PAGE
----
Using collection initializer inside object initializer C# with Example



Using collection initializer inside object initializer C# with Example

public class Tag 
{ 
public IList Synonyms { get; set; } 
} 
Synonyms is a collection-type property. When the Tag object is created using object initializer syntax, Synonyms can 
also be initialized with collection initializer syntax: 
Tag t = new Tag 
{ 
Synonyms = new List {"c#", "c-sharp"} 
}; 
The collection property can be readonly and still support collection initializer syntax. Consider this modified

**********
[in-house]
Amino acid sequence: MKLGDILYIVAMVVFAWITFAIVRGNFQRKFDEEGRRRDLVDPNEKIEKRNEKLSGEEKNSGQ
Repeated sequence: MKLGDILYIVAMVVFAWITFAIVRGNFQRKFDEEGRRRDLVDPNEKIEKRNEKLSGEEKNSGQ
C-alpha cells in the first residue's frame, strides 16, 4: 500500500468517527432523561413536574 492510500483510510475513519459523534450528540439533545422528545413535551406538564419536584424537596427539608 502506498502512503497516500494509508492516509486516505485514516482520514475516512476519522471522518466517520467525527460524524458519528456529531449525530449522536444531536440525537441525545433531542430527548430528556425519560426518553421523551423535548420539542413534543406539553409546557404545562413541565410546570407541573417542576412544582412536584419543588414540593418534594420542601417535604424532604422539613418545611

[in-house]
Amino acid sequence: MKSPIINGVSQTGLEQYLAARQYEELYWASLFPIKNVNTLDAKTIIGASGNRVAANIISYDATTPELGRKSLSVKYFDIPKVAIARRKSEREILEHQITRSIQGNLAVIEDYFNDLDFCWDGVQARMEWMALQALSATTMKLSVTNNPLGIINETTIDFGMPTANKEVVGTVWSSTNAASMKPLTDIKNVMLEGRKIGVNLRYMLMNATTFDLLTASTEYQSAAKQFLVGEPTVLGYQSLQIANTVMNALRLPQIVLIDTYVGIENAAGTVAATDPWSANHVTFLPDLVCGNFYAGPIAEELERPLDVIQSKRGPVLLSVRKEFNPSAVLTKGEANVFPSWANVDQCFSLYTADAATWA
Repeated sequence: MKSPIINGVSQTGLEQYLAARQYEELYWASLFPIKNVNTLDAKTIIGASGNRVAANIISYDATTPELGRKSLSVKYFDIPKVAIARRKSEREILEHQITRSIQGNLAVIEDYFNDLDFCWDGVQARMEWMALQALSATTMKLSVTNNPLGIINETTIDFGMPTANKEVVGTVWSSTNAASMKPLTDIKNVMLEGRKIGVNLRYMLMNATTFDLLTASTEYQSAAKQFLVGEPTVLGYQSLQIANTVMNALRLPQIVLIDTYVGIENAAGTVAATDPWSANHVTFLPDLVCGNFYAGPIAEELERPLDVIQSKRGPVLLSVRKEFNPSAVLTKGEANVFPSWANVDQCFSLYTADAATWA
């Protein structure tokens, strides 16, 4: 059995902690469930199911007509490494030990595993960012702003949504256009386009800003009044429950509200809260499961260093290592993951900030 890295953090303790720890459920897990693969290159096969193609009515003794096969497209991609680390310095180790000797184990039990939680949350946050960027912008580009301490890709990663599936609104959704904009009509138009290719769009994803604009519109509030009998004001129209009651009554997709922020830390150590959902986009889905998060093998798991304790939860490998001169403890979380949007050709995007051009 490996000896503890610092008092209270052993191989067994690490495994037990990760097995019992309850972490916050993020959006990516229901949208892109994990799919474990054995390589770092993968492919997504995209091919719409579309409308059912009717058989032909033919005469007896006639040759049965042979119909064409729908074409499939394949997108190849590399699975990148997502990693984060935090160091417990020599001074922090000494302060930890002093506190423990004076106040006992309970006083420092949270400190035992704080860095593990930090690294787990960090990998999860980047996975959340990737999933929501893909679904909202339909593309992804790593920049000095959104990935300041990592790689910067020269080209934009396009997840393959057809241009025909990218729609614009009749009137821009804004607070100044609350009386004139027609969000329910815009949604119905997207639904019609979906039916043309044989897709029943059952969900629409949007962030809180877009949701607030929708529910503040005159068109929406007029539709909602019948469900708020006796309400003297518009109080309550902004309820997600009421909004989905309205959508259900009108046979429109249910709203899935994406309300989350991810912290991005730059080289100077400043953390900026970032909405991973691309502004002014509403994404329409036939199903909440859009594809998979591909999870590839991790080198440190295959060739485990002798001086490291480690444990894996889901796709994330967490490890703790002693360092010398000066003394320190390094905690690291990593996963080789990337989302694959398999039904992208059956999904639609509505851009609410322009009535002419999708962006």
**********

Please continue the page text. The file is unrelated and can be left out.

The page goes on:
example (Synonyms property now has a private setter): 
public class Tag 
{ 
public Tag() 
{ 
Synonyms = new List(); 
} 
 

public IList Synonyms { get; private set; } 
} 
A new Tag object can be created like this: 
Tag t = new Tag 
{ 
Synonyms = {"c#", "c-sharp"} 
}; 
This works because collection initializers are just syntatic sugar over calls to Add(). There's no new list being created 
here, the compiler is just generating calls to Add() on the exiting object. 

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